But treatment options for patients with metastatic melanoma have changed dramatically over the past decade, with the development of drugs called checkpoint inhibitors, including ipilimumab and anti-PD-1 treatments. These drugs deploy a person’s natural immune cells in an attack on tumor cells. However, if patients do not respond to these treatments, additional treatment options are few.
Melanoma, however, is particularly suitable for TIL therapy, said Dr. Steve Rosenberg, chief of the surgical branch of the National Cancer Institute in Bethesda, Maryland. Compared to other solid cancers, melanoma tumors have a particularly large number of mutations that are the targets of tumor-infiltrating lymphocytes.
“This approach can work in many types of cancer, but for tumors other than melanoma, selecting the right TIL to use is critical. Melanoma is unique because you can use all TILs without selection,” said Rosenberg, who first proposed TIL therapy in the 1980s.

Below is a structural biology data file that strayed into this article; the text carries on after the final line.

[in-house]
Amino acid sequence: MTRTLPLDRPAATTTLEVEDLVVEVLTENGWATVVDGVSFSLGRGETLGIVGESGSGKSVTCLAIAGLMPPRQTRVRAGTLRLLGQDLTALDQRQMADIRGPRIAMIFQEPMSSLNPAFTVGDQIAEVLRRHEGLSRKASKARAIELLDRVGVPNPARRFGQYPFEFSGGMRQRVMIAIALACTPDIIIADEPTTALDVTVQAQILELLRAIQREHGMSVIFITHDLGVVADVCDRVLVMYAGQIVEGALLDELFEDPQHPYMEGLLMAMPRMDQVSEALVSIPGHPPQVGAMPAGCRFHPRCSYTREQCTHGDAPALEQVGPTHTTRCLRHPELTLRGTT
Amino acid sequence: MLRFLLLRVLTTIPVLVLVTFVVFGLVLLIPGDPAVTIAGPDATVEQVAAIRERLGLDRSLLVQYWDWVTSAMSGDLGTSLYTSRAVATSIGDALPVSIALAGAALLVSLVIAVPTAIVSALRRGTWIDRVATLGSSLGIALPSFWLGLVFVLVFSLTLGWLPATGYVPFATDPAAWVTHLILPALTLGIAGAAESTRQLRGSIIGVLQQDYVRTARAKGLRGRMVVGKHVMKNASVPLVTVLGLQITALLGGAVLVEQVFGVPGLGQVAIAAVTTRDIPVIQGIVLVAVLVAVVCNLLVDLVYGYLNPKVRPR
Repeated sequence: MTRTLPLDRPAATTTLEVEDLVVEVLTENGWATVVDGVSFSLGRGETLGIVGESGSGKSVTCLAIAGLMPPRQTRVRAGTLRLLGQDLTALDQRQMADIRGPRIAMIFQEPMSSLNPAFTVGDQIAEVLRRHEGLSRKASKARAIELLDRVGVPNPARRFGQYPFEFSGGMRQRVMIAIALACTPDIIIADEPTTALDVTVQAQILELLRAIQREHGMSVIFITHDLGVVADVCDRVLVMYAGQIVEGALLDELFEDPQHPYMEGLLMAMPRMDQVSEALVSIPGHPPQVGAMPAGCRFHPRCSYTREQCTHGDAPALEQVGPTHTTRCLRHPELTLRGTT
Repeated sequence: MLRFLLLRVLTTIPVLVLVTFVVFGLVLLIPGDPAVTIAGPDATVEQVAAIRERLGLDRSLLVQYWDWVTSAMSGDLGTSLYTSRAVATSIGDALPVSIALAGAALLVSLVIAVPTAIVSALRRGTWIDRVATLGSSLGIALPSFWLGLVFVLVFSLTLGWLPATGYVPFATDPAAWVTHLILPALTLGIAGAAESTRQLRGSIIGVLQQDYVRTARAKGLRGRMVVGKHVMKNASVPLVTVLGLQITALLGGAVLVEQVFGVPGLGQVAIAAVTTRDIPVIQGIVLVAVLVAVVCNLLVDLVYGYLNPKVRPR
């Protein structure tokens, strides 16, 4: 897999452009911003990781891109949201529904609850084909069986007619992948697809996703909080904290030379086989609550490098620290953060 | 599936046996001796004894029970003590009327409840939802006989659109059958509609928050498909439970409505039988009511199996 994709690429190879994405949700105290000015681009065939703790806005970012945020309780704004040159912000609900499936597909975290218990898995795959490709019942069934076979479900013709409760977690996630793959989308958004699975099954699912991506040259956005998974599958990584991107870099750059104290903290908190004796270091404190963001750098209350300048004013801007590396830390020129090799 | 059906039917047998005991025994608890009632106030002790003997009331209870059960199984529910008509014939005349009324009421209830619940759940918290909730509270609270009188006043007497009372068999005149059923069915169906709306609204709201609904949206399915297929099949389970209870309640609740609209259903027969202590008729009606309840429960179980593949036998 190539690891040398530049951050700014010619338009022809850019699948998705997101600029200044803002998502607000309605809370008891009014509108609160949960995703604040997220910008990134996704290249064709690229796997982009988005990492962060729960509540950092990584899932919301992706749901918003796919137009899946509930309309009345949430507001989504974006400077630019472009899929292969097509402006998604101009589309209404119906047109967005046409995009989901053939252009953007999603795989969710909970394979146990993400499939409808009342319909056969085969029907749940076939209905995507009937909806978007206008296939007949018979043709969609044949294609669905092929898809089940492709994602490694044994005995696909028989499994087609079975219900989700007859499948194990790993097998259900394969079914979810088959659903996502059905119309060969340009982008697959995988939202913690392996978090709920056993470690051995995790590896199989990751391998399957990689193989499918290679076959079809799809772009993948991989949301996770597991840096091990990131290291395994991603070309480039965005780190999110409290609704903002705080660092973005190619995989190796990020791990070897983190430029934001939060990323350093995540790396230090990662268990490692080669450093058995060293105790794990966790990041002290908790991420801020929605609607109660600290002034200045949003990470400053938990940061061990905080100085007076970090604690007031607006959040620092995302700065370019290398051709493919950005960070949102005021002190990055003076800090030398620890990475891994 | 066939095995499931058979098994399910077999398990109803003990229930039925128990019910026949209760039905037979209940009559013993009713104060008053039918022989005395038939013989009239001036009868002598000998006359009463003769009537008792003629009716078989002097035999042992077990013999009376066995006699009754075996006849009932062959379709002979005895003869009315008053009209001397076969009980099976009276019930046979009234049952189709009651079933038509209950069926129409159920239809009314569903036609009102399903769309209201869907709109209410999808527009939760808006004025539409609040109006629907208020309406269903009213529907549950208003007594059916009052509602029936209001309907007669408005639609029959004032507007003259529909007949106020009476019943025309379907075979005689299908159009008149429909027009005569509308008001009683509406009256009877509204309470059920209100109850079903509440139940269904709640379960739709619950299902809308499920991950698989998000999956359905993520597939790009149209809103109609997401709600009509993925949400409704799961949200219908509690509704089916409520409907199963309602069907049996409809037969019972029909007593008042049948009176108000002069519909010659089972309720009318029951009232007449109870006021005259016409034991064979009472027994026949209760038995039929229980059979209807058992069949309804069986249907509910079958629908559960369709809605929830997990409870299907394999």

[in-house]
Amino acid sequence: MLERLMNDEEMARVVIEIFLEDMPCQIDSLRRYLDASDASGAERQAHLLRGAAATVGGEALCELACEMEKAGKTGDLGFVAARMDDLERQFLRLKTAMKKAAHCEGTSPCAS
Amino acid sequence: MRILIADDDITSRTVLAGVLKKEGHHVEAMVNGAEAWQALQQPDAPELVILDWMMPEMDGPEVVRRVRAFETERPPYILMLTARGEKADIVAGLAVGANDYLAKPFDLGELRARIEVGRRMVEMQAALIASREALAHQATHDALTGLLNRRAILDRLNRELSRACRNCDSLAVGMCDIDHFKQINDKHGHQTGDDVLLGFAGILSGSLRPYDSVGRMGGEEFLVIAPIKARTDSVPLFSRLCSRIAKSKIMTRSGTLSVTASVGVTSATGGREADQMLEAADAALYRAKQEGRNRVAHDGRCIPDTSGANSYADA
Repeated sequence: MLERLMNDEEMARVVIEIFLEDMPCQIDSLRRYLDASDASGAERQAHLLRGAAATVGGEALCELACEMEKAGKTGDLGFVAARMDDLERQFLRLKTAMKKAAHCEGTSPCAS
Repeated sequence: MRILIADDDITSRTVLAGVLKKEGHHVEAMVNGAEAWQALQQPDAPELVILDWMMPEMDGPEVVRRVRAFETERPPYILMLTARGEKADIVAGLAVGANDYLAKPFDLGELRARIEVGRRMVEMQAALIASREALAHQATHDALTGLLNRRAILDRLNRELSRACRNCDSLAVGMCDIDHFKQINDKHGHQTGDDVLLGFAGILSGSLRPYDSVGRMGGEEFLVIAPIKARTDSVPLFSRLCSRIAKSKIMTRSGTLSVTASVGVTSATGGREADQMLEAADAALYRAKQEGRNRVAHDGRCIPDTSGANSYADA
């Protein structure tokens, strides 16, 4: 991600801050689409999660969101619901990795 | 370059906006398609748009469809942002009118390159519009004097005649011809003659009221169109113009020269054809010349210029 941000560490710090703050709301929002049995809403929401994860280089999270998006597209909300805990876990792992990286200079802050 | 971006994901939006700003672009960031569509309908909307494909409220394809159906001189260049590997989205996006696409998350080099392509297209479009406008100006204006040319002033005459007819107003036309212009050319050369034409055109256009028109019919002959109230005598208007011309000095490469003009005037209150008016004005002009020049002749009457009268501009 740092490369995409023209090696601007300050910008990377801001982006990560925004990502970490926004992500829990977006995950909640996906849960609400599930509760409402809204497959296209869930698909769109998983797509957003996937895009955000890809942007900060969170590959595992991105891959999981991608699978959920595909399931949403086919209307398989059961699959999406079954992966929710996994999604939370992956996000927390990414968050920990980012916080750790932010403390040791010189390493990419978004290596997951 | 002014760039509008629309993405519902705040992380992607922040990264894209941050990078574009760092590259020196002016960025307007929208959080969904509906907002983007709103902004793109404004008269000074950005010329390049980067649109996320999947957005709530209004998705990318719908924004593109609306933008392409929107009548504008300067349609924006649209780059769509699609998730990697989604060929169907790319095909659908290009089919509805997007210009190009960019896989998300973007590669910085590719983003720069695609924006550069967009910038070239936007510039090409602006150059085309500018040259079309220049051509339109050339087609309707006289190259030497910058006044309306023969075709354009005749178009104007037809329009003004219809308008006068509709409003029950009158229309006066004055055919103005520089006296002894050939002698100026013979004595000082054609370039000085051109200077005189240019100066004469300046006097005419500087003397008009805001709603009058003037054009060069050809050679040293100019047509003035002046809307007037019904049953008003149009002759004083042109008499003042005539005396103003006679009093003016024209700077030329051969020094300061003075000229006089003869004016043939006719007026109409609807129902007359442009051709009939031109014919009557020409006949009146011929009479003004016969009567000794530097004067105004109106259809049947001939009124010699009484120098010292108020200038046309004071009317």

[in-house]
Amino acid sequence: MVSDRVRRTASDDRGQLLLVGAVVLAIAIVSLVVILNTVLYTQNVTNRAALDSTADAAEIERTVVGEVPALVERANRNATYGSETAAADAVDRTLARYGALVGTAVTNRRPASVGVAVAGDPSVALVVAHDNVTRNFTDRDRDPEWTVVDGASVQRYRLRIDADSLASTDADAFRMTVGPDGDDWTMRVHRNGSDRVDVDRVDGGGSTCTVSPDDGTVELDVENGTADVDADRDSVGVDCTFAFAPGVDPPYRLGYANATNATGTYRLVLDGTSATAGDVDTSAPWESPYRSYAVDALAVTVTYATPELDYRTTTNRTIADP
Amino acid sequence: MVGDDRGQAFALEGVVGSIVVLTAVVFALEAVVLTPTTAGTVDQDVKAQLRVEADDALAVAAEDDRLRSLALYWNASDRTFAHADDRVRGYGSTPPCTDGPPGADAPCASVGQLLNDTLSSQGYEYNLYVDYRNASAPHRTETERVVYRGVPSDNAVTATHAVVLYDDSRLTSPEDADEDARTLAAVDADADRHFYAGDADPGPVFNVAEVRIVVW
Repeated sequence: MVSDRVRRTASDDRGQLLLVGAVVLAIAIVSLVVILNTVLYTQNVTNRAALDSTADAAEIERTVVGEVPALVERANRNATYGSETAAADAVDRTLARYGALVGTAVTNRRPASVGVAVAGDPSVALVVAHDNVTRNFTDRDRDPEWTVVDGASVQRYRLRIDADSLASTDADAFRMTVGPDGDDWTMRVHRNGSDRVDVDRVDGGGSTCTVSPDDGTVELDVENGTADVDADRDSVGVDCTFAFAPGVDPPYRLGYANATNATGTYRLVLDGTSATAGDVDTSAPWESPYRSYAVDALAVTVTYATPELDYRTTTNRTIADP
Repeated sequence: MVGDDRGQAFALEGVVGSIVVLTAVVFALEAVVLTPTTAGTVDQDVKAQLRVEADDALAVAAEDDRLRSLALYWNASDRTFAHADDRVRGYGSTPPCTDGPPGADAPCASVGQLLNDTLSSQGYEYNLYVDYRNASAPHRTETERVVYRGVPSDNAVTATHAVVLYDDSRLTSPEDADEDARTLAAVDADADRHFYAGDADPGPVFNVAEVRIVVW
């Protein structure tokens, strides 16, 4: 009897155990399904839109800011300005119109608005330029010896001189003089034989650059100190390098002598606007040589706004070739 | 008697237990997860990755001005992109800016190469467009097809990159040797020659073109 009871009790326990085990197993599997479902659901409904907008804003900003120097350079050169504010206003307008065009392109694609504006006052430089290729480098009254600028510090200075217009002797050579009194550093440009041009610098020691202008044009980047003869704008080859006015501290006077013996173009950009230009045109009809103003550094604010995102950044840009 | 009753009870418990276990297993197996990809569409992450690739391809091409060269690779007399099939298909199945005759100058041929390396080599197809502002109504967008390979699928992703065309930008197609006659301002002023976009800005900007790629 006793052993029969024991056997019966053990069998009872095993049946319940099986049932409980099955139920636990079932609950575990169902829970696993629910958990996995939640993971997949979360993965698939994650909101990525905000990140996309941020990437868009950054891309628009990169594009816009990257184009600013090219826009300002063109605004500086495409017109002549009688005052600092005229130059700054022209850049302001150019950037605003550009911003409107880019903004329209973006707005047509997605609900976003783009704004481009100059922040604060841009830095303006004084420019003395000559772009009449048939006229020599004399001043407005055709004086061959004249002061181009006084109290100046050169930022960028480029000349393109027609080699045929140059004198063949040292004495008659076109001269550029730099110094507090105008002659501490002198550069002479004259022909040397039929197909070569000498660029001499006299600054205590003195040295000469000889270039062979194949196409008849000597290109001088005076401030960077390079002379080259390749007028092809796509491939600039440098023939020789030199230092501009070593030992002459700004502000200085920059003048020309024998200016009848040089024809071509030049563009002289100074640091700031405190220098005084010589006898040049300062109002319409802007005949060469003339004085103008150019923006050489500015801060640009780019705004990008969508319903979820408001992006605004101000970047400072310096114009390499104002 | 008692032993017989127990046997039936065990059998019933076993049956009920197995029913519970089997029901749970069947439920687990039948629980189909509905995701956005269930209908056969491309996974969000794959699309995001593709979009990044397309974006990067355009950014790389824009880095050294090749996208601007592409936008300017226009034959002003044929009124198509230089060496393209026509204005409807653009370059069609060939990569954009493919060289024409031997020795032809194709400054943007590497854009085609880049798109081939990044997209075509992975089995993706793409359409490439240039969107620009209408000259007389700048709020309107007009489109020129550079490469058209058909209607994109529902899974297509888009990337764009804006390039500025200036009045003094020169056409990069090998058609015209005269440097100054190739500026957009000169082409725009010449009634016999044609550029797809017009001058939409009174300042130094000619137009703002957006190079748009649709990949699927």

By itself, the therapy causes very few side effects and none that are long-lasting, Haanen said. However, for it to be effective, TIL therapy must be used in combination with chemotherapy and another drug called interleukin-2, or IL-2, both of which have extensive side effects.
“When you introduce billions of cells, you can’t just add them to the body, you have to make room, and chemotherapy does that by killing the cells,” Haanen said. Then, once the patient is infused with their own lab-grown cells, IL-2 helps the new cells survive.
Rosenberg cautioned that the trial results can only be applied to metastatic melanoma, but added that there is a growing body of research exploring TIL therapy for other solid cancers, including lung and cervical cancers.
TIL therapy is also likely still years away from being approved for use outside of clinical trials, which would open it up to many more patients with metastatic melanoma. Several US-based companies are also investigating TIL therapy.
“There’s more to cell therapy than we first thought,” Haanen said. “It opens up a whole new world of treatment options for the future.”